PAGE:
I learned a lot from watching my little girl
think of others and celebrate their success.
She taught me a lot.

Because of her, I started to congratulate the parents of her fellow competitors from other teams. It was weird to do so at first, but I knew how hard their daughters worked, because I knew how hard my daughter worked. I knew how proud those parents were of their daughters, because I knew how proud I was of my daughter.

“There’s something powerful and liberating about celebrating the success of other people,” says Sandra.

Yes, there is. There are people around you and around me everyday who deserve and desire to be celebrated, especially because they don’t hear it often enough in this critical world.

Out of humility, let’s offer them the hope which is found in recognizing them and considering their interests and successes!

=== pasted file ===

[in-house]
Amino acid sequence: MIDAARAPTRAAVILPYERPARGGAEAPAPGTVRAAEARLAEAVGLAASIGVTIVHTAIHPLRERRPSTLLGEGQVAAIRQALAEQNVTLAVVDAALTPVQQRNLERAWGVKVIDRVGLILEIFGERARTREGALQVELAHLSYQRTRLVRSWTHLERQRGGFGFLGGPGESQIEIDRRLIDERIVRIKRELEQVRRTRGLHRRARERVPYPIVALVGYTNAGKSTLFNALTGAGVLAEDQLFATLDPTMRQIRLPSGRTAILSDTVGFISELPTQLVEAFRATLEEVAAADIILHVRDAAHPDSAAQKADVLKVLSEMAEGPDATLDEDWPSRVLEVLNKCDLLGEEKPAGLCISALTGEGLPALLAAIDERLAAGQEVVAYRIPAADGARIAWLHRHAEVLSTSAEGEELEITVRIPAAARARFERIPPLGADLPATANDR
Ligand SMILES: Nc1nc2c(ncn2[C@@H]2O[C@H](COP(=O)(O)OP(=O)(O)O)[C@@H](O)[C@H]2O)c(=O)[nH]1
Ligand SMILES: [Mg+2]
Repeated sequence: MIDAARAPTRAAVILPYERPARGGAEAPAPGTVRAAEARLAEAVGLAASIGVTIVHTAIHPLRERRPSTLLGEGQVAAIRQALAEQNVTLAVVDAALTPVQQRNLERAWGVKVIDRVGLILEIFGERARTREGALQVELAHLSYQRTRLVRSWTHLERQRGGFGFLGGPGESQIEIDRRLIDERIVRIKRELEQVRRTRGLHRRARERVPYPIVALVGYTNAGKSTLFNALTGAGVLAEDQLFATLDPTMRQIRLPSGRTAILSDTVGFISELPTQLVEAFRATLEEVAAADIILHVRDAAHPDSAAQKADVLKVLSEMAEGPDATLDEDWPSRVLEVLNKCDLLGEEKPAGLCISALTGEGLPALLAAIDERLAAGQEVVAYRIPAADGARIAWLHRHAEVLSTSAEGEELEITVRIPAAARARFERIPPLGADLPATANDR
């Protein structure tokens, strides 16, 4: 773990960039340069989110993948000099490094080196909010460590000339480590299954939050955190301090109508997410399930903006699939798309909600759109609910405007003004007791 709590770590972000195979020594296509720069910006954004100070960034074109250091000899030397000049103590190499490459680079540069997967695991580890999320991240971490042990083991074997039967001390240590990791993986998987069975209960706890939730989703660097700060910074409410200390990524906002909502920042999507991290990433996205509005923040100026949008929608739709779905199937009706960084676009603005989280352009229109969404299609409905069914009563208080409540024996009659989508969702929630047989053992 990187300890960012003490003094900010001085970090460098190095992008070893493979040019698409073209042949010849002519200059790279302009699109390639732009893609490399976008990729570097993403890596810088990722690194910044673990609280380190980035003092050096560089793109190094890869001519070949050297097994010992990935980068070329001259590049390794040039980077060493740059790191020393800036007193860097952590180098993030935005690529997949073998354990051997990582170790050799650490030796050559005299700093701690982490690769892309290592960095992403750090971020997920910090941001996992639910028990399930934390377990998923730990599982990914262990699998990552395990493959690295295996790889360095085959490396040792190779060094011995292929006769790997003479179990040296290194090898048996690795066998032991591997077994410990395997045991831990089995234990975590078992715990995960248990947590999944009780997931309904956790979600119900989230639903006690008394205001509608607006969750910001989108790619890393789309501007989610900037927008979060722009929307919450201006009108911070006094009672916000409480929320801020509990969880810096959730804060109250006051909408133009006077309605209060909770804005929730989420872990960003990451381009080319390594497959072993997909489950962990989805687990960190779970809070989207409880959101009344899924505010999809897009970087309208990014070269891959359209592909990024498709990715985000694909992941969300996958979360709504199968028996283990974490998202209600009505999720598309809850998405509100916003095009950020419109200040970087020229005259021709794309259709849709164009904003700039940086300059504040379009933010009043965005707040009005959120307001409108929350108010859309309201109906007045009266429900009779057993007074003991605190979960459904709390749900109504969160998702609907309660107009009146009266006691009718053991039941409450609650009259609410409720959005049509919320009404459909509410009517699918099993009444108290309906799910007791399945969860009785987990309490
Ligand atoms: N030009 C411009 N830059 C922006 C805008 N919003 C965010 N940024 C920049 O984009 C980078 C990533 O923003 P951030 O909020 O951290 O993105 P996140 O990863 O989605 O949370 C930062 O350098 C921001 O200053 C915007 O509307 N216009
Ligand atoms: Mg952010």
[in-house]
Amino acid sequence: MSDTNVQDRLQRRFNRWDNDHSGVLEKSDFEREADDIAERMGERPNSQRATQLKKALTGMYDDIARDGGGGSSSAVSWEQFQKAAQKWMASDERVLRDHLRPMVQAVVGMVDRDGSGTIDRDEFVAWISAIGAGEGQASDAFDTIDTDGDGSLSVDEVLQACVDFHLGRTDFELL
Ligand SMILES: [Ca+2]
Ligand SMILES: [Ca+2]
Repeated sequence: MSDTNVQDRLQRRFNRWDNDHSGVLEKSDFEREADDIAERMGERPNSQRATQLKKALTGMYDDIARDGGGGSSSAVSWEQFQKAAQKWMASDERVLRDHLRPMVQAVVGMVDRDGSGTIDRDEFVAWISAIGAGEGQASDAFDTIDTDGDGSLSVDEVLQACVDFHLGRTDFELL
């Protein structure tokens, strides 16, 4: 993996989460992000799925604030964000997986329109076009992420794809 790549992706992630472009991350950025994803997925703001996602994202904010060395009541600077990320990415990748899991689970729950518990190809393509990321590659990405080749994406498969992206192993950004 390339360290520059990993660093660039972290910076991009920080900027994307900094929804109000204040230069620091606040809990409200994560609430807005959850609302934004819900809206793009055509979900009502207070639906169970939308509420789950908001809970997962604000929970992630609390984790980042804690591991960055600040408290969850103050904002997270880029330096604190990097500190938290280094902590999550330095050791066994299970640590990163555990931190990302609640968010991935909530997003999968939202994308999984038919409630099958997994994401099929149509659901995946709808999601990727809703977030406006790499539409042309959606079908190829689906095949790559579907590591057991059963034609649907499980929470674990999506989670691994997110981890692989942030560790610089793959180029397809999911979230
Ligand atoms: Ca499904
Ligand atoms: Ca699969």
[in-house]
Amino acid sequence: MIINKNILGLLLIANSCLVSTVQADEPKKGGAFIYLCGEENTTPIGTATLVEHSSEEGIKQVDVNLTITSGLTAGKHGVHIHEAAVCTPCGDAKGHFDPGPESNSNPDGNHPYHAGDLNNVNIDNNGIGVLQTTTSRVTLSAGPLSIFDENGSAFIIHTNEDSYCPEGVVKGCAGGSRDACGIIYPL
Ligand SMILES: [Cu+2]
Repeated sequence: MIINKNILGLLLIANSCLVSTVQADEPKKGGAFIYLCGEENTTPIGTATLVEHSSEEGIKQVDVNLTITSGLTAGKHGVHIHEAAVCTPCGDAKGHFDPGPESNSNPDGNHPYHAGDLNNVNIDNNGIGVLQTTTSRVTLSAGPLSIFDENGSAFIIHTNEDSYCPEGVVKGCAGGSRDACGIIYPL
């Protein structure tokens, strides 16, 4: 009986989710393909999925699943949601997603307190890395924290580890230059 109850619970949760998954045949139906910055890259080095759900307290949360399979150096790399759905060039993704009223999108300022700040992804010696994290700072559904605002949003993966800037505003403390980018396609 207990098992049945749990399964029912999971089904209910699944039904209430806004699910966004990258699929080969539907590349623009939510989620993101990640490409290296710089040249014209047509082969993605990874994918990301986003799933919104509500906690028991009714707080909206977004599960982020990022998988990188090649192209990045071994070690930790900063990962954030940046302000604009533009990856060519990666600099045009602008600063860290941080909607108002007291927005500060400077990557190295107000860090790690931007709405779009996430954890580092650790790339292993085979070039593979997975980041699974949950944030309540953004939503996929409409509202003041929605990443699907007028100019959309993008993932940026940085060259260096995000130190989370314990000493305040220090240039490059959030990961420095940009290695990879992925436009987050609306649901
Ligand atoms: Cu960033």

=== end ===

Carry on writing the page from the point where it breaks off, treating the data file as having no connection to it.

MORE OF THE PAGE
Dressing Up My Selfish Ambitions

Photo and artwork belong to ComparisonTrap.org

This is a continuation of a previous post about a Bible study in which I’m facilitating and participating.

But if you harbor bitter envy and selfish ambition in your hearts,
do not boast about it or deny the truth.
~ James 3:14

The Comparison Trap:  Week One, Day Seven… Some of my reminders and my takeaways from the daily devotional include:

“I quit.
Mom, I am done.
Please don’t make me go back there.
I don’t want to do it anymore.
Please, Mom.

We went through this a lot. My daughter was probably about 10 or 11, and she was an award-winning drama queen when it came to the ups and downs of gymnastics. This was the umpteenth time I’d heard it by this point, and there was just NO WAY I was going to let her quit.

“I know she loves her sport; it’s just tough to learn that new skill.”
“Her negative coaches don’t help matters, either.”
“It just seems easier for her to quit than it is to go back into that gym, to push through the mental challenges, to force her body to do something it isn’t naturally gifted to do, and to deal with their continual ‘you’ll never be good enough’ projections.”

This is what I’d tell myself all the time.